Through our bulletin we have looked at various aspects of this question of universality. We have analyzed the philosophical roots of the Western idea of unique validity and efficacy of their science and technology. We have also looked at the consequence of introduction of modern technologies in the actual situation of India, from the point of view of their claimed efficiency. We have found that in every case where modern technology was introduced into any sector of Indian economy it had very little impact on the productive efficiency of that sector. Such introduction of modern technology on the other hand resulted only in large scale redistribution of productive resources (2).
Thus we have noticed that modern forestry practices had little to do with better care of the forests of India, Their introduction seemed to be aimed at facilitating the British policy of divesting the local communities from their control over the forests, and delivering the forest wealth of India into the hands of the state (3). The state through its modern forestry techniques actually mined the forest wealth, which over a time drastically reduced the productivity of the forests of India. Similarly, we have noticed, that introduction of modern agricultural practices in India had little to do with increasing the productivity of agricultural land and labour, but was in fact aimed at opening up Indian agriculture for commercial ex-ploitation. Even our own Green Revolution it seems had less to do with increasing the overall productivity of Indian agriculture and was concerned more with redistributing productive resources in a way that about 20 million tons of surplus grains every year could be assured for the state kitty(4).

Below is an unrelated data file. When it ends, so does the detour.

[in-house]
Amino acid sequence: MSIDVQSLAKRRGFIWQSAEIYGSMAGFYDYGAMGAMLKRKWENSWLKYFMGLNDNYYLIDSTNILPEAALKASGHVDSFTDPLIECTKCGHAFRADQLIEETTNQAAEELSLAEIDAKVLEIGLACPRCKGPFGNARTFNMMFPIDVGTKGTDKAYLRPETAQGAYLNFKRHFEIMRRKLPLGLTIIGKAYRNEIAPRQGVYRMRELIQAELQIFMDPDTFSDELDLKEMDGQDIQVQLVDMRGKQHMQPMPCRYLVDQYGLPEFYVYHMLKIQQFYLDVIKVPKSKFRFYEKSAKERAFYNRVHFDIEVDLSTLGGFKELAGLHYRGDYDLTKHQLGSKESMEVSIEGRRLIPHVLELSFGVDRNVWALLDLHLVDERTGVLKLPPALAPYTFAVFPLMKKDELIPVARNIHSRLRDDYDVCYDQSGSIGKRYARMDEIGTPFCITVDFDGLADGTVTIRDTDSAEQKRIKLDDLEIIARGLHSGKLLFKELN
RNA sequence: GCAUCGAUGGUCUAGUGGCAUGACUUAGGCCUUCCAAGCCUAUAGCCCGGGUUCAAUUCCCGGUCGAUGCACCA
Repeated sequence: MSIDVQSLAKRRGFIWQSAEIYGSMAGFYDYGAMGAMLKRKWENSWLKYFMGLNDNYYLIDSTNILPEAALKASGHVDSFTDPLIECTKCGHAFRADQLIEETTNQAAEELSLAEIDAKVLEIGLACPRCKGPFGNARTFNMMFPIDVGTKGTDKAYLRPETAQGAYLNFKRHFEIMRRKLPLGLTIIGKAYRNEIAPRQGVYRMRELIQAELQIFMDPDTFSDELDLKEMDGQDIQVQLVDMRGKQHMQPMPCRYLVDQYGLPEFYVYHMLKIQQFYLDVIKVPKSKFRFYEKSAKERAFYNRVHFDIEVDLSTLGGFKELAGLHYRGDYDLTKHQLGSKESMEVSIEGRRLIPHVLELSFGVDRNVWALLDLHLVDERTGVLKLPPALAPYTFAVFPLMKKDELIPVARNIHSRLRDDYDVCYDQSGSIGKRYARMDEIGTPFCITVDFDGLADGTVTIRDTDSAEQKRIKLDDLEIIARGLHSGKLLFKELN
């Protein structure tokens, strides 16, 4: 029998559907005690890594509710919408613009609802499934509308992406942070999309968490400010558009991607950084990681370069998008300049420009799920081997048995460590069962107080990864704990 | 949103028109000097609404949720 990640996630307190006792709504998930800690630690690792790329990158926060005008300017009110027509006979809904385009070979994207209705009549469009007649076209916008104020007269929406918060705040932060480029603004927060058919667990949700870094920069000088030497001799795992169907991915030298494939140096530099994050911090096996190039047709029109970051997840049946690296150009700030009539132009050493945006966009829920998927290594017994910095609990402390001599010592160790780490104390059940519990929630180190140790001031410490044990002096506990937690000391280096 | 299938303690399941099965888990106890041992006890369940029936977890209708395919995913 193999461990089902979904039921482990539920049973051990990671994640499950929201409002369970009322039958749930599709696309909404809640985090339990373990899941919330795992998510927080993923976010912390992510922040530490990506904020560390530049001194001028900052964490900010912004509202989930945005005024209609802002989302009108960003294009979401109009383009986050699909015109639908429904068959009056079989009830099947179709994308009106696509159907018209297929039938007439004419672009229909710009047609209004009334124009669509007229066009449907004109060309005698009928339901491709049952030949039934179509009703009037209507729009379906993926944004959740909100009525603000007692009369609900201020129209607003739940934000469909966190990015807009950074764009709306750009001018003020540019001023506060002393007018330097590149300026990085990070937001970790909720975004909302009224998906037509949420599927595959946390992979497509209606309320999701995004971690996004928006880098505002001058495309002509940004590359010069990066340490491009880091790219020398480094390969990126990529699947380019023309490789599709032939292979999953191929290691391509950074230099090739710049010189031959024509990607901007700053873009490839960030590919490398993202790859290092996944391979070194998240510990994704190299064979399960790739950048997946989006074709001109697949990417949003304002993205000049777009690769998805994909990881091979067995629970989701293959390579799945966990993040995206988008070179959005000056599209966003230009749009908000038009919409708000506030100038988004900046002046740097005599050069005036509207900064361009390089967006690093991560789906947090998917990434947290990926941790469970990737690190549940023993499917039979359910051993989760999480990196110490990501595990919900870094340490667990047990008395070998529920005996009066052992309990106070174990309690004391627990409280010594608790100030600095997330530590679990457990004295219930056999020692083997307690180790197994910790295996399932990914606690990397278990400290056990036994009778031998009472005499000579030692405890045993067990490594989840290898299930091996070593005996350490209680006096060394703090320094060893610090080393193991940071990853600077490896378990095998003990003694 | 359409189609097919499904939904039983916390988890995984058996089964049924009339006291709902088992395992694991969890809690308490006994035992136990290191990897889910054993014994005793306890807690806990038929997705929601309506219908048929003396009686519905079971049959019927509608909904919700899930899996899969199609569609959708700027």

At a slightly different level we have noticed that the building of a city like New Delhi had nothing to do with introducing more efficient architectural technologies in India, but was aimed mainly at overawing the Indian people with the grandeur and power of the Imperial state (5). Similarly building of Chandigarh was not aimed at evolving more functional ways of building houses and towns but was meant to be demonstration for the bush shirt and trouser wearing Indians, of the European ways of organizing the living space(6). In none of the cases we analyzed we could see modern techniques arriving as a means of generating more efficient ways of living. In every case modern technology only seemed to be a carrier of cultural, social and political preferences of the West and of modernity (7).
Then there was the related question of dealing with the prevalent Indian view which insisted that before the coming of the British in India there was simply no systematic body of scientific and technological knowledge available here. The received wisdom is that Indians were just not interested in the material world, and all their ingenuity was spent in trying to find ways of escaping from the world. To .dispel this impression we have studied, and to some extent documented the widespread Indian technologies of irrigation, agriculture, architecture and medicine etc. Through our studies we seem to have arrived at some understanding of the special nature of Indian sciences and technologies, and the way these sciences and technologies meshed in with the larger seeking and urges of the Indian civilization.